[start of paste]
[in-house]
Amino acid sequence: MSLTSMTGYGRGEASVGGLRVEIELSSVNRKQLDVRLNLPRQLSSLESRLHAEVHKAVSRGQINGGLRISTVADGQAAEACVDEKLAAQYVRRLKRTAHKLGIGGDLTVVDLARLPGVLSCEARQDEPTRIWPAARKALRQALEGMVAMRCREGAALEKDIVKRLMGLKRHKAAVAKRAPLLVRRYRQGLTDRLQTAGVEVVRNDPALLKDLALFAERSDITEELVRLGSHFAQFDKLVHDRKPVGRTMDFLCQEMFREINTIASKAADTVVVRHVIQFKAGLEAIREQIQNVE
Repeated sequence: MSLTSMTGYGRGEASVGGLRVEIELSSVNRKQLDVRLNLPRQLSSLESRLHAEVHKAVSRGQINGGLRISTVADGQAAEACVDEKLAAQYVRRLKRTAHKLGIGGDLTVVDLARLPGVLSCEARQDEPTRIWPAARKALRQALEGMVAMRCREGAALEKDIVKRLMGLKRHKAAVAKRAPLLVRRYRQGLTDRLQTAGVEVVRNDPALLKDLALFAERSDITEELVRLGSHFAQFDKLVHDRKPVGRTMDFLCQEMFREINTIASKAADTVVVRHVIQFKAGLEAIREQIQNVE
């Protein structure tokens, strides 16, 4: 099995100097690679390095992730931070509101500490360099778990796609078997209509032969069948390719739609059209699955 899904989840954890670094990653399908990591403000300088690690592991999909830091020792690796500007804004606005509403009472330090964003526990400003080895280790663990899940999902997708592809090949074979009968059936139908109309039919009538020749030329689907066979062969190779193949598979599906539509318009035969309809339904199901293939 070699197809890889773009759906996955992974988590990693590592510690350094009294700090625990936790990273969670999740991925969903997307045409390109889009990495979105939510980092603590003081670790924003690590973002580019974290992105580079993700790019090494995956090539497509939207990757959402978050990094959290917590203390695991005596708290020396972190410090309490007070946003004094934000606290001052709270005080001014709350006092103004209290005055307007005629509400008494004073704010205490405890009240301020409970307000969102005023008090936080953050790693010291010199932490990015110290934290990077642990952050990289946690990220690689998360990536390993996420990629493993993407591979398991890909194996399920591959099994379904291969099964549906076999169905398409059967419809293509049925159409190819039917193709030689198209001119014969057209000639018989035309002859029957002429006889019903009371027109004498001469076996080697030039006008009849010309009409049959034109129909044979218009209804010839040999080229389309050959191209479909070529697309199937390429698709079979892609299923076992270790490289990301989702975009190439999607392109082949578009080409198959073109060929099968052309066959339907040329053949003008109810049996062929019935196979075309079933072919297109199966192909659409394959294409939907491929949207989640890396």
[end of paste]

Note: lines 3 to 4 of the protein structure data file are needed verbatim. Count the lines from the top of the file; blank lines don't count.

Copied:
Repeated sequence: MSLTSMTGYGRGEASVGGLRVEIELSSVNRKQLDVRLNLPRQLSSLESRLHAEVHKAVSRGQINGGLRISTVADGQAAEACVDEKLAAQYVRRLKRTAHKLGIGGDLTVVDLARLPGVLSCEARQDEPTRIWPAARKALRQALEGMVAMRCREGAALEKDIVKRLMGLKRHKAAVAKRAPLLVRRYRQGLTDRLQTAGVEVVRNDPALLKDLALFAERSDITEELVRLGSHFAQFDKLVHDRKPVGRTMDFLCQEMFREINTIASKAADTVVVRHVIQFKAGLEAIREQIQNVE
């Protein structure tokens, strides 16, 4: 099995100097690679390095992730931070509101500490360099778990796609078997209509032969069948390719739609059209699955 899904989840954890670094990653399908990591403000300088690690592991999909830091020792690796500007804004606005509403009472330090964003526990400003080895280790663990899940999902997708592809090949074979009968059936139908109309039919009538020749030329689907066979062969190779193949598979599906539509318009035969309809339904199901293939 070699197809890889773009759906996955992974988590990693590592510690350094009294700090625990936790990273969670999740991925969903997307045409390109889009990495979105939510980092603590003081670790924003690590973002580019974290992105580079993700790019090494995956090539497509939207990757959402978050990094959290917590203390695991005596708290020396972190410090309490007070946003004094934000606290001052709270005080001014709350006092103004209290005055307007005629509400008494004073704010205490405890009240301020409970307000969102005023008090936080953050790693010291010199932490990015110290934290990077642990952050990289946690990220690689998360990536390993996420990629493993993407591979398991890909194996399920591959099994379904291969099964549906076999169905398409059967419809293509049925159409190819039917193709030689198209001119014969057209000639018989035309002859029957002429006889019903009371027109004498001469076996080697030039006008009849010309009409049959034109129909044979218009209804010839040999080229389309050959191209479909070529697309199937390429698709079979892609299923076992270790490289990301989702975009190439999607392109082949578009080409198959073109060929099968052309066959339907040329053949003008109810049996062929019935196979075309079933072919297109199966192909659409394959294409939907491929949207989640890396």